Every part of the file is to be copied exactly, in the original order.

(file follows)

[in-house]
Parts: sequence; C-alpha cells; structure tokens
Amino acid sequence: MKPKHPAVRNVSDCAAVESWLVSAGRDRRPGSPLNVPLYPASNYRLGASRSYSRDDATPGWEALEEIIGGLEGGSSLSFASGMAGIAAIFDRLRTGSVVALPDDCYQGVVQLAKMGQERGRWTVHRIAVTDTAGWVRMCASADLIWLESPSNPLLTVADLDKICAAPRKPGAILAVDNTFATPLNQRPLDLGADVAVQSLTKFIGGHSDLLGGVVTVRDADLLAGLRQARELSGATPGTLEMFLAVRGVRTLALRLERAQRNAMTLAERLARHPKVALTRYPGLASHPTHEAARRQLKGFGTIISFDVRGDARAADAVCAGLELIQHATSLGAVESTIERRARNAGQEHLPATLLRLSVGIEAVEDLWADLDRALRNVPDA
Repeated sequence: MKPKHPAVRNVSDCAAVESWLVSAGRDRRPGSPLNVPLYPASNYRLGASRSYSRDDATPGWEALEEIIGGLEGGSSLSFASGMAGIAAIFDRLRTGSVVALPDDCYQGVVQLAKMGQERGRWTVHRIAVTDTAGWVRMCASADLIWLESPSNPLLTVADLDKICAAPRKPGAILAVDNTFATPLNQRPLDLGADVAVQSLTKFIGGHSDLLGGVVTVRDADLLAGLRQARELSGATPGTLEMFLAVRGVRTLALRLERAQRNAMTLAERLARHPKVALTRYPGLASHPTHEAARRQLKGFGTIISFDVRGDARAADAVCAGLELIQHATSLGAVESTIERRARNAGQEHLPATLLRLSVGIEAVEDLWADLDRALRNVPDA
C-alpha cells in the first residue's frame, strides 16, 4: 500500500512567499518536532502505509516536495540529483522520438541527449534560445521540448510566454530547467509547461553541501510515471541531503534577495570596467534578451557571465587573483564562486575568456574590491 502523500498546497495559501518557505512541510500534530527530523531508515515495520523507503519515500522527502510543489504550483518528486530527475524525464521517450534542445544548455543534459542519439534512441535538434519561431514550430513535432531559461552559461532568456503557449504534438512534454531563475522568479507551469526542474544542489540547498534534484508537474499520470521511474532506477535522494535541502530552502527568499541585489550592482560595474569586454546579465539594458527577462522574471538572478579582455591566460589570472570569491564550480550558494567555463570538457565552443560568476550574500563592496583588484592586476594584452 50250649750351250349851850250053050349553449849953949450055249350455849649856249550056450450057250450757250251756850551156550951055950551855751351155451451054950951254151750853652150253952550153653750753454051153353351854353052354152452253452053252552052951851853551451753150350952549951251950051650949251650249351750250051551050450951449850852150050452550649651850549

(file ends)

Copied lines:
[in-house]
Parts: sequence; C-alpha cells; structure tokens
Amino acid sequence: MKPKHPAVRNVSDCAAVESWLVSAGRDRRPGSPLNVPLYPASNYRLGASRSYSRDDATPGWEALEEIIGGLEGGSSLSFASGMAGIAAIFDRLRTGSVVALPDDCYQGVVQLAKMGQERGRWTVHRIAVTDTAGWVRMCASADLIWLESPSNPLLTVADLDKICAAPRKPGAILAVDNTFATPLNQRPLDLGADVAVQSLTKFIGGHSDLLGGVVTVRDADLLAGLRQARELSGATPGTLEMFLAVRGVRTLALRLERAQRNAMTLAERLARHPKVALTRYPGLASHPTHEAARRQLKGFGTIISFDVRGDARAADAVCAGLELIQHATSLGAVESTIERRARNAGQEHLPATLLRLSVGIEAVEDLWADLDRALRNVPDA
Repeated sequence: MKPKHPAVRNVSDCAAVESWLVSAGRDRRPGSPLNVPLYPASNYRLGASRSYSRDDATPGWEALEEIIGGLEGGSSLSFASGMAGIAAIFDRLRTGSVVALPDDCYQGVVQLAKMGQERGRWTVHRIAVTDTAGWVRMCASADLIWLESPSNPLLTVADLDKICAAPRKPGAILAVDNTFATPLNQRPLDLGADVAVQSLTKFIGGHSDLLGGVVTVRDADLLAGLRQARELSGATPGTLEMFLAVRGVRTLALRLERAQRNAMTLAERLARHPKVALTRYPGLASHPTHEAARRQLKGFGTIISFDVRGDARAADAVCAGLELIQHATSLGAVESTIERRARNAGQEHLPATLLRLSVGIEAVEDLWADLDRALRNVPDA
C-alpha cells in the first residue's frame, strides 16, 4: 500500500512567499518536532502505509516536495540529483522520438541527449534560445521540448510566454530547467509547461553541501510515471541531503534577495570596467534578451557571465587573483564562486575568456574590491 502523500498546497495559501518557505512541510500534530527530523531508515515495520523507503519515500522527502510543489504550483518528486530527475524525464521517450534542445544548455543534459542519439534512441535538434519561431514550430513535432531559461552559461532568456503557449504534438512534454531563475522568479507551469526542474544542489540547498534534484508537474499520470521511474532506477535522494535541502530552502527568499541585489550592482560595474569586454546579465539594458527577462522574471538572478579582455591566460589570472570569491564550480550558494567555463570538457565552443560568476550574500563592496583588484592586476594584452 50250649750351250349851850250053050349553449849953949450055249350455849649856249550056450450057250450757250251756850551156550951055950551855751351155451451054950951254151750853652150253952550153653750753454051153353351854353052354152452253452053252552052951851853551451753150350952549951251950051650949251650249351750250051551050450951449850852150050452550649651850549